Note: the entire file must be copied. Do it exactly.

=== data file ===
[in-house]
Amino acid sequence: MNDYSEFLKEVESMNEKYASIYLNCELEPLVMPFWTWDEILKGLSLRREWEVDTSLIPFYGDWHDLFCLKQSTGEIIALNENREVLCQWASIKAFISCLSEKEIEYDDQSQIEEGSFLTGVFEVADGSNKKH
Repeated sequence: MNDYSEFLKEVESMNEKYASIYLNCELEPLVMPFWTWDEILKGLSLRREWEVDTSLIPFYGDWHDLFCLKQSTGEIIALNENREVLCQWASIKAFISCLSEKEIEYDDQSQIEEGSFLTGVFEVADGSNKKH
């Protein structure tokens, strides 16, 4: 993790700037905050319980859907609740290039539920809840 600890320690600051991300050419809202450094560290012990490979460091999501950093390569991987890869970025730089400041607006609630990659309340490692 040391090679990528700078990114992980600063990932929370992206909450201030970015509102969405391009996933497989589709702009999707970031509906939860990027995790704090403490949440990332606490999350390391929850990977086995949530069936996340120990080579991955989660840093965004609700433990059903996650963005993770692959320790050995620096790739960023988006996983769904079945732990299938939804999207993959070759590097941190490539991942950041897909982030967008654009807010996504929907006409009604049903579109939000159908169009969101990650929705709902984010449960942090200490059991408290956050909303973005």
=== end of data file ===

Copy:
[in-house]
Amino acid sequence: MNDYSEFLKEVESMNEKYASIYLNCELEPLVMPFWTWDEILKGLSLRREWEVDTSLIPFYGDWHDLFCLKQSTGEIIALNENREVLCQWASIKAFISCLSEKEIEYDDQSQIEEGSFLTGVFEVADGSNKKH
Repeated sequence: MNDYSEFLKEVESMNEKYASIYLNCELEPLVMPFWTWDEILKGLSLRREWEVDTSLIPFYGDWHDLFCLKQSTGEIIALNENREVLCQWASIKAFISCLSEKEIEYDDQSQIEEGSFLTGVFEVADGSNKKH
């Protein structure tokens, strides 16, 4: 993790700037905050319980859907609740290039539920809840 600890320690600051991300050419809202450094560290012990490979460091999501950093390569991987890869970025730089400041607006609630990659309340490692 040391090679990528700078990114992980600063990932929370992206909450201030970015509102969405391009996933497989589709702009999707970031509906939860990027995790704090403490949440990332606490999350390391929850990977086995949530069936996340120990080579991955989660840093965004609700433990059903996650963005993770692959320790050995620096790739960023988006996983769904079945732990299938939804999207993959070759590097941190490539991942950041897909982030967008654009807010996504929907006409009604049903579109939000159908169009969101990650929705709902984010449960942090200490059991408290956050909303973005």